Major grains & oilseeds markets –
The financial markets tumbled at the end of the week as investors headed for the exits; more were concerned that Chinese economics were not good and indications were that a recession was imminent.
This sentiment rolled over into commodities, including grain, and our markets closed at the low-end of the range for the week. We had some positive news for grains, suggestions of lower US yields and smaller global production forecasts, but the bearish sentiment in the financial markets outweighed any positives and markets weakened.
Speculative funds were particularly active, disposing of their entire long and sold in excess of 10-myn tonnes on the week. Index funds were also sellers.
Soybeans – Oilseeds are seen most vulnerable to an economic downturn in China. In the short term the futures markets will be led by events in China. China is the world’s largest importer of soybeans, purchasing between 6/7 myn tonnes monthly, so any economic data which can be interpreted as fewer soybean imports is seen as bearish. Ratios collapsed on China concerns. In our view, whatever problems exist in China, the last thing the government will permit is a shortage of food supplies, so imports will stay unchanged. In the meantime, until this is clear, the futures market is vulnerable to some setbacks.
Canola – After Friday’s collapse in soybeans, canola is overpriced and we have reduced our import numbers based upon current market prices. Importers will pay a premium for canola during a shortage, but not 10 percent. We think canola needs to drop about 5 percent against soybeans. However, it is not clear whether futures need to drop or a weaker “Loonie” will accomplish the job.
Flaxseed – StatsCan’s forecast of flaxseed production came in at 884,000 mt, just 4% above last years’ production in spite of an increase in seeded acres of almost 9%. Yield was pegged at 20.9 bu/acres. Still, while AAFC projected exports at 825k mt for the 2015/’16 crop year, after reviewing potential destinations, we do not expect to export more than about 745k mt. Given these export numbers, ending stocks could increase to around 250k mt.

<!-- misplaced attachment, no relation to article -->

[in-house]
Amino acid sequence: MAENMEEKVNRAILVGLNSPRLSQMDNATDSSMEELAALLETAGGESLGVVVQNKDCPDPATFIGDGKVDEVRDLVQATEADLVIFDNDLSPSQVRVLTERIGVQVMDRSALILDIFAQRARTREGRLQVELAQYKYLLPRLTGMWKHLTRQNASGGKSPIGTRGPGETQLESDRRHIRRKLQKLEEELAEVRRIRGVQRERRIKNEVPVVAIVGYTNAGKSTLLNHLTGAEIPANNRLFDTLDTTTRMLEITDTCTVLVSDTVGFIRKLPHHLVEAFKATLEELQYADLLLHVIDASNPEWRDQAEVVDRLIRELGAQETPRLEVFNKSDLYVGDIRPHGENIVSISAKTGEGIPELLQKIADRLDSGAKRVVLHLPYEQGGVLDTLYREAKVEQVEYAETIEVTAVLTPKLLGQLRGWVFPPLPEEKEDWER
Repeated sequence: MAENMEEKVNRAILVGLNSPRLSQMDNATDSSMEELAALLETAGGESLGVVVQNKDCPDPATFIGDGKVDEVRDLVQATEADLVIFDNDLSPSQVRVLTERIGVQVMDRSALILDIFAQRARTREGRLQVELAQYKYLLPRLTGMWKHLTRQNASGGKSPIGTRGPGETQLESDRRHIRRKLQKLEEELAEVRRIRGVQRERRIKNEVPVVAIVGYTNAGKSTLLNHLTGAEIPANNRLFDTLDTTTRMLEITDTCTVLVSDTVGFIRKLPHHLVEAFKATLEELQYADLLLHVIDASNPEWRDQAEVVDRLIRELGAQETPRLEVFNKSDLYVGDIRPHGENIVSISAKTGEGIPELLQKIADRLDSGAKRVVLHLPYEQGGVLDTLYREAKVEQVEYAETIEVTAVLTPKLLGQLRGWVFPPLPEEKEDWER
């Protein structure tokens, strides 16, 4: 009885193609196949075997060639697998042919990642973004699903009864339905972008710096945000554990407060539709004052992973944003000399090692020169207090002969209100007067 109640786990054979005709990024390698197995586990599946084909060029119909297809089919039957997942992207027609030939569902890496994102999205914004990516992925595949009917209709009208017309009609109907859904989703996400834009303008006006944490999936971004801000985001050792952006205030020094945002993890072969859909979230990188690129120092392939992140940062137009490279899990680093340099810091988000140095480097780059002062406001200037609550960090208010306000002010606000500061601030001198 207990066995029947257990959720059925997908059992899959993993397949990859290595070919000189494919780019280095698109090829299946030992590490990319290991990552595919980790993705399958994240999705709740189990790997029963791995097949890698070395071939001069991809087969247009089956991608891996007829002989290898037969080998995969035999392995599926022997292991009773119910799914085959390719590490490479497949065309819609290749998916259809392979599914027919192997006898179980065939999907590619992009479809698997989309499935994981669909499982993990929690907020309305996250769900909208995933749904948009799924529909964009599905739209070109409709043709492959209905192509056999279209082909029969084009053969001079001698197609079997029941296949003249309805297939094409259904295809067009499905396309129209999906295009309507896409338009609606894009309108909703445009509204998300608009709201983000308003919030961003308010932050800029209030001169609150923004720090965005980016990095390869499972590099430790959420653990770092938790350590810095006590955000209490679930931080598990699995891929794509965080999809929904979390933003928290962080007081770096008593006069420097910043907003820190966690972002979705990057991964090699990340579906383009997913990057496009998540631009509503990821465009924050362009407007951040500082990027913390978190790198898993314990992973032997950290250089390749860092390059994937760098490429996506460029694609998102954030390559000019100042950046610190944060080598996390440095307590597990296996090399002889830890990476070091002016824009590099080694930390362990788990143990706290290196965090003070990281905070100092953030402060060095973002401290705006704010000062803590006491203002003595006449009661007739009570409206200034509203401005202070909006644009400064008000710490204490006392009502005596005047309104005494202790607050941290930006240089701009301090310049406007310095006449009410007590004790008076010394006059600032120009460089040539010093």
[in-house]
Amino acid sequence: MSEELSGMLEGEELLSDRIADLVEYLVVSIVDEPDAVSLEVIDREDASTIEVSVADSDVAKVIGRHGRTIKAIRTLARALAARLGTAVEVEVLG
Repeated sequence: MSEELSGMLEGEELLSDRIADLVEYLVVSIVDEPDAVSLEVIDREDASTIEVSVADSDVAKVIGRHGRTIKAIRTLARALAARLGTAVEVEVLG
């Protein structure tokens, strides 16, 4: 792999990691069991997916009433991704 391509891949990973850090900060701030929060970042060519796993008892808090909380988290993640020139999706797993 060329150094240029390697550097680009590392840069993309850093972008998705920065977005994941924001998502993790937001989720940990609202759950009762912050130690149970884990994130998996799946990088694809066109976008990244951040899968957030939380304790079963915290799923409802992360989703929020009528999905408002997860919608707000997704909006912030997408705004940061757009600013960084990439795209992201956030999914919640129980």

Wheat – The wheat markets were lower on the week on sufficient global supply and due poor export demand for US wheat; US export sales came in below the previous week and total sales are running 15% below the pace of last year on this date. There was chatter about Russian export delays (SovEcon pegged new crop sales 50% below 14/15) but this may in-part be due reporting delays. There was serious flooding in eastern Argentina with reports of wheat crop losses of 6%. The lone reasons we can uncover for a forward rally would be if corn were to rally on the tightening EU corn picture, or is there was surprise political unrest at a major exporter.
Durum – We expect 15/16 global output will come in modestly above 14/15 as the EU crop escaped harvest intact. Global 15/16 carry-in is modest and stocks should remain fairly tight when viewed historically; Canadian carry is on pace to decline as well.
Barley – Persistent dryness in Ab and in parts of Sk. has impacted quality in Canada, though the final results are not yet in. Malt imports are a risk in Canada this season. Though area was higher this season in Canada, and despite that the crop is not yet made, we expect the 15/16 malt situation will be tight and that carry can decline.
Oats – Oat futures prices suffered sharp losses on the week when viewed on a percentage basis. The cash and futures charts remain bearish. StatsCan put Canadian output 13.9% above last season, and this may prove conservative. However, we view oats as a very cheap feed input, and the StatsCan numbers likely do not account for the amount of crop that was cut early for greenfeed; with lower yield, and fewer available stocks than StatsCan accounts (due feeding), the balance sheet is tighter than it appears. Expect cash prices (or at least basis) can eventually improve.
Peas – Recent yield assessments put pea production below 3 million mt and this is lower than our previous estimate by another 273k mt; partly StatsCan has a higher acreage abandonment number than Mercantile. In essence it means that eventually, exports will have to be curtailed to 2.3 million mt (almost 25% from last crop year, when we shipped more than 3 million mt). This makes current pea bids too cheap in our mind, especially when taking into account the very significant deterioration of the Canadian dollar since last summer.
Lentils – The StatsCan production report pegged lentil production at 2.08 million mt, up only marginally from last years’ 2 million mt in spite of a 17% increase in seeded acres. This is within 36k mt of Mercantile’s earlier estimate. Note we expect exports to fall from the record 2.1 million mt last crop year to around 1.85 million mt (still the 2nd highest export number ever), leaving a more traditional carryout of 250-280k mt, or a stock-use-ratio of 11-13%. Meanwhile due to quality concerns, prices for decent quality large greens and for #2 reds have taken another step up to $40/cwt and $37/cwt, respectively, as buyers are trying to restock empty shelves as quickly as possible. This is creating excellent nearby demand, especially since harvest is not coming in as quickly as expected.
Canaryseed – The StatsCan production forecast for this year is at 133,800 mt, slightly above last years’ thanks to a 20% increase in acres. Yields are forecast to be poor (no surprise here) at only 922 lbs/acre. Note that the SAF take on yields is even worse at only 768 lbs/ acre! The big unknown over the past several years has been the level of carryin stocks. These should slowly have been drawn down.
[If you are interested in our new crop supply & demand numbers, pls contact Mercantile]